The Enterprise is exploring a quasar, Murasaki 312, using a shuttlecraft, which I didn’t even realize they had. I thought they just teleported everywhere they need to go. I suppose you can’t just teleport into empty space to do an investigation. Not for very long, anyway.
Spock is leading the away team on the shuttle, the Galileo 7. Immediately the trip goes wrong, and the shuttle crashes onto an unexplored planet. The crew back on the Enterprise, however, doesn’t know where they landed, so they can’t beam the crew back up. They haven’t had much trouble before now pinpointing where someone is on a entire uncharted planet, but I guess the quasars is messing with their technological something something.
Scotty determines that the shuttle won’t be able to take off again unless they ditch enough weight equal to three crew members. Spock sends out a couple of crewmen to scout out the area, and immediately, one of them gets killed by a spear. So hey, two to go!
The crew is bristling at Spock’s seemingly uncaring attitude toward the dead crew members; he says he can’t stop to give a funeral to the dead guy because he’s too busy trying to SAVE THE PEOPLE WHO ARE STILL ALIVE. Somehow this doesn’t get through to his associates.
Maybe as a way to ditch a little bit more cannon fodder, Spock goes out with two more crew members. They meet the spear wielding inhabitants of the planet: men in bad monkey costumes. More spears are awkwardly chucked at them while they shoot a few lasers to scare them away. After accomplishing nothing, Spock tells one of his subordinates to stay there and stand guard, and definitely not to get yourself killed so we have a greater chance of getting off this planet.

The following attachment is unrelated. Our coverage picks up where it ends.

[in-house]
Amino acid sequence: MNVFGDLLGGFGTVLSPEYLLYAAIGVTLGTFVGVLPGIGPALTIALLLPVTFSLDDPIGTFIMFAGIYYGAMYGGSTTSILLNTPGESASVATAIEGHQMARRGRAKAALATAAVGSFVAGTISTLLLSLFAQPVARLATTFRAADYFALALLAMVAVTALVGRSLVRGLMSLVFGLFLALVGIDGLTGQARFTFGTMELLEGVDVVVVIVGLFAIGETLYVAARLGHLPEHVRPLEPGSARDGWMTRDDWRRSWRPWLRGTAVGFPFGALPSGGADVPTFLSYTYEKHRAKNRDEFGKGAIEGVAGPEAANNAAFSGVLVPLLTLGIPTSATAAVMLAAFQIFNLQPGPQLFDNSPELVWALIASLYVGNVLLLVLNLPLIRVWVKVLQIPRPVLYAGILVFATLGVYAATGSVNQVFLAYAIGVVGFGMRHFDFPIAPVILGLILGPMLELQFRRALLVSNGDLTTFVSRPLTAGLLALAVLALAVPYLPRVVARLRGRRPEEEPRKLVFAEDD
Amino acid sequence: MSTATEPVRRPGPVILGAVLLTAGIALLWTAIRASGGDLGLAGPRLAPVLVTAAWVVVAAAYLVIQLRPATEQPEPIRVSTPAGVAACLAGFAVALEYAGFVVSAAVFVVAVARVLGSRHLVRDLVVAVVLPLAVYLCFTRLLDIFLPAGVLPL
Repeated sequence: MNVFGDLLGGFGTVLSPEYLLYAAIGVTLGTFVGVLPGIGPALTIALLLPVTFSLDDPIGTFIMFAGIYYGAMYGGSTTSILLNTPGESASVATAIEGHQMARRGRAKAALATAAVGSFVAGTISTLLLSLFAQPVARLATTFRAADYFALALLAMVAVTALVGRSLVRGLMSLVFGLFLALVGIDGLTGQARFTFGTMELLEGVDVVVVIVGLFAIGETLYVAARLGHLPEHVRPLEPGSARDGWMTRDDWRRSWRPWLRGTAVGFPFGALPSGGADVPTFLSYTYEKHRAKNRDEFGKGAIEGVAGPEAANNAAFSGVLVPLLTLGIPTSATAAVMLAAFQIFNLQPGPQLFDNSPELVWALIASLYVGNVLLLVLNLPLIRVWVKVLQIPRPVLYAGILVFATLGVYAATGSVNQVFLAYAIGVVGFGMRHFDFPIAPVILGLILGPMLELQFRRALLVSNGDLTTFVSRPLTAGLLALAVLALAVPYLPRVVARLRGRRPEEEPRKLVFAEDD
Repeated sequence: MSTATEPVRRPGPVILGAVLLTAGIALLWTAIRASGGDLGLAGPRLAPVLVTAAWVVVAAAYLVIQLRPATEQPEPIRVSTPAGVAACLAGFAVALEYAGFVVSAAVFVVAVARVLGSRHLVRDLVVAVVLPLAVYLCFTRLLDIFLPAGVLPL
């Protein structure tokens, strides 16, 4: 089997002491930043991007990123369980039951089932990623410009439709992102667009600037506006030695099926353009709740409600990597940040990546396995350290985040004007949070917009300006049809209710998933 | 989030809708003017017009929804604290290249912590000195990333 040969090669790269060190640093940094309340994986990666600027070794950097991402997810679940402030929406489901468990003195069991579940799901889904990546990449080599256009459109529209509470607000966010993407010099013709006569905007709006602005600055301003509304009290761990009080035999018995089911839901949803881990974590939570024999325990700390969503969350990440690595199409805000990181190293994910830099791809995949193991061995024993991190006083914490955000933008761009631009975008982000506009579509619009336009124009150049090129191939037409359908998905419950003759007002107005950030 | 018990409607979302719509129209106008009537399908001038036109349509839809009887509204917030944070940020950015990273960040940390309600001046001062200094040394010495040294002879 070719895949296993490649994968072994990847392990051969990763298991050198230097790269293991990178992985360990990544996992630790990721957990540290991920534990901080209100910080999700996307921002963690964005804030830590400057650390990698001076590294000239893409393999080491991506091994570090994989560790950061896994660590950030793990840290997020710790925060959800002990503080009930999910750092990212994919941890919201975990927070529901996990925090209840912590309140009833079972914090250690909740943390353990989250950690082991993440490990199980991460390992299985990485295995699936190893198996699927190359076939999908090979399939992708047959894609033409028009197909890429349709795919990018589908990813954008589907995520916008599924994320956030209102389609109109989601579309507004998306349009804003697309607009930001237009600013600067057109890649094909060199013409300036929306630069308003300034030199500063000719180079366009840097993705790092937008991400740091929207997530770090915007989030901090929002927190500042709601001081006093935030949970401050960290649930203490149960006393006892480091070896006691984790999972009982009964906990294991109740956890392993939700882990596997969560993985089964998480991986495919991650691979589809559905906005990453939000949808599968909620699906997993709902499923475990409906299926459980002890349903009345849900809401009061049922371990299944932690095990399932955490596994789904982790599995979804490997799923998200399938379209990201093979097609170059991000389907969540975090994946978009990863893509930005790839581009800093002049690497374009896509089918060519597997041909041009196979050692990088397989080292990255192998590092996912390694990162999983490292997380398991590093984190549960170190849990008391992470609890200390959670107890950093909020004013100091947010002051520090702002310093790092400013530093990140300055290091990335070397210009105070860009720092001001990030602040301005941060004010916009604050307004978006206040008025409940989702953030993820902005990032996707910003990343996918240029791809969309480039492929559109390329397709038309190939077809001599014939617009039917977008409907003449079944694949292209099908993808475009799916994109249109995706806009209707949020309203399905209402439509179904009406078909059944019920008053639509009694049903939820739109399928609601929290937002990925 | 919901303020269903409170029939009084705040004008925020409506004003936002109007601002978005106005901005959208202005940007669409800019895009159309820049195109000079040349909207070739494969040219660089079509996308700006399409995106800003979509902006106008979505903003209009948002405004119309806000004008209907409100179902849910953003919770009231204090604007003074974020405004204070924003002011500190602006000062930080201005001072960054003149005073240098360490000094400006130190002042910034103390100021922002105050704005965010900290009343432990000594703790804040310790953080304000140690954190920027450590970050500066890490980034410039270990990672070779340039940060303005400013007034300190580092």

After a commercial break, that guy is dead. Spock is either terrible at making decisions or one of the most ruthless commanders the space navy has ever had. They recover the body of the crewmember, getting hit by a few foam rubber spears on the way, and return to the shuttle, where one of the space monkeys starts bashing the outside of the ship. Spock is baffled about why space monkeys are still trying to kill them, even though he’s continuously made the “logical” decision. The crew is super annoyed now.
They scare off the monkey by electrifying the ship’s hull with phaser power. Scotty says he can use the leftover phasers to re-energize the ship and maybe get them rescued. Like when during a blackout I take the batteries out of my flashlight to power my Gameboy, they trade their survival instincts for a chance at a normal life.
Spock relents and helps the crew bury another of their dead, when the ceremony is interrupted with a monkey chucking another rock at him. Although Spock tells them to go on without him, the crew comes back to rescue him. It’s touching, except for the screaming space monkeys.
As they reach orbit around the planet, Spock makes and impulsive decision to set the rest of their fuel on fire as a sort of signal flare. The Enterprise see the signal and rescues them, and Spock desperately tries to explain how his act was totally logical.
Like a Scooby Doo ending, the crew all had a good laugh, bordering on hysterical, that goes all the way until the credits roll. Which is good, because if the crew had stopped laughing a moment too soon, I would have assumed they all secretly hate each other.